With so many Teacher Trainings now being offered, how do you choose the right one? What should you look for? How advanced of a student do you have to be to sign up? What if you want to deepen your practice but are unsure if you want to teach?
Recently a yogini wrote to Yogateau asking us these exact kinds of questions, and we distilled our advice into one answer:
First, find the teacher. Then find the training.
While you may be tempted to pick a Teacher Training based on location (somewhere tropical like Bali? Or a convenient studio down the street?) or timeframe (what fits into my schedule?) or duration (how long does the training last?) or whether it’s certified by a certain organization or other requirements, our best advice is to identify your teacher.
Identifying your teacher is the single criterion you should use in choosing your yoga teacher training.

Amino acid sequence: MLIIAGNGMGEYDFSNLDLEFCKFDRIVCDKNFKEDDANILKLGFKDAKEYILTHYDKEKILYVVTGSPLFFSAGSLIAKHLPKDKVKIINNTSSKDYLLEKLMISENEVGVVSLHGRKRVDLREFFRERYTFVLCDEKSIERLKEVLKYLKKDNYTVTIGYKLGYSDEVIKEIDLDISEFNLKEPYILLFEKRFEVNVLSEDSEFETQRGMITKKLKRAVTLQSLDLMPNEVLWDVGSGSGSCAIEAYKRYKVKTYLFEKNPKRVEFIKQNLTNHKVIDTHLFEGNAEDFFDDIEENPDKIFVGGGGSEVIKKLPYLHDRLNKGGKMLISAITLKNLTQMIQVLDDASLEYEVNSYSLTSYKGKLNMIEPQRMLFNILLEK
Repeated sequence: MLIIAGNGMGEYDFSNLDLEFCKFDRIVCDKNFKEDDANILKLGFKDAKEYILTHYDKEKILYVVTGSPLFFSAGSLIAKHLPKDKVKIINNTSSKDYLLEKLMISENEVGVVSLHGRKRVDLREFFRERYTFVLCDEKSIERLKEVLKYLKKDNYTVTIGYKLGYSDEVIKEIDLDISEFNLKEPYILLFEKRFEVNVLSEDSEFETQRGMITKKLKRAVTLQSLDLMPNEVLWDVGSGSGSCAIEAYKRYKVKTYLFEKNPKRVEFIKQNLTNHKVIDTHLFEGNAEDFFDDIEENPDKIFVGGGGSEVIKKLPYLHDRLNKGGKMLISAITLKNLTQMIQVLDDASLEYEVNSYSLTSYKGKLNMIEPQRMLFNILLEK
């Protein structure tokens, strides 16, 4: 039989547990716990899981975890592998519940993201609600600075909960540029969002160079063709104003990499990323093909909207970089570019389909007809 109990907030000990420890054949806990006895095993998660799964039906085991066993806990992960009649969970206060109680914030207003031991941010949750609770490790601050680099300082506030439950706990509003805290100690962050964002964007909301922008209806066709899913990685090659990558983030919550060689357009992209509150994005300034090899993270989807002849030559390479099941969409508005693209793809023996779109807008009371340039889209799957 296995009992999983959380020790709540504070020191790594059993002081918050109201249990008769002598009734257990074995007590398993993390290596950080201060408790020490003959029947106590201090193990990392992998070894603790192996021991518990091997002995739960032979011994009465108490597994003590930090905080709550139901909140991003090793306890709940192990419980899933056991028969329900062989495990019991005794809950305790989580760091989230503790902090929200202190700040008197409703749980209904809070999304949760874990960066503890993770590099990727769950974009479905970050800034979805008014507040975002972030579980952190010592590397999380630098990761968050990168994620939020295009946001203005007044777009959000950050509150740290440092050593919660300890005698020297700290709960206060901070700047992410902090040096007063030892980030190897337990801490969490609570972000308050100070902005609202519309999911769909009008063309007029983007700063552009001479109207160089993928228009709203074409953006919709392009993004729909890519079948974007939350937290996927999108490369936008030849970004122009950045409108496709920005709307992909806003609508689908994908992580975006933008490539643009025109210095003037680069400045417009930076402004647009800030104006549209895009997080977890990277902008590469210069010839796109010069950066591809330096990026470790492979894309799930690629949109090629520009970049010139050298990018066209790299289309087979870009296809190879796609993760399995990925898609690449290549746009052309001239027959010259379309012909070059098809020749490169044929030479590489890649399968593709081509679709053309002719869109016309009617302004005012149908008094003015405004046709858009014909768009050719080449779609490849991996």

Generally speaking, coursework such as practical and pedagogical exercises, asana, meditation, pranayama, anatomy, physiology etc do not vary all that much between different yoga Teacher Trainings. Sure, there are nuances in approach, philosophy and alignment instruction, but the core of what you learn during a yoga Teacher Training is:
• how to get students to move their bodies into poses safely
• how to give clear verbal instruction and cues
• how to adjust without causing injury or triggering trauma
• how to design an effective sequence, teach to what you see, etc.
The real difference — the one that has the biggest impact on your future as a yoga teacher — is your Teacher Training TEACHER.
ARE YOU MY TEACHER?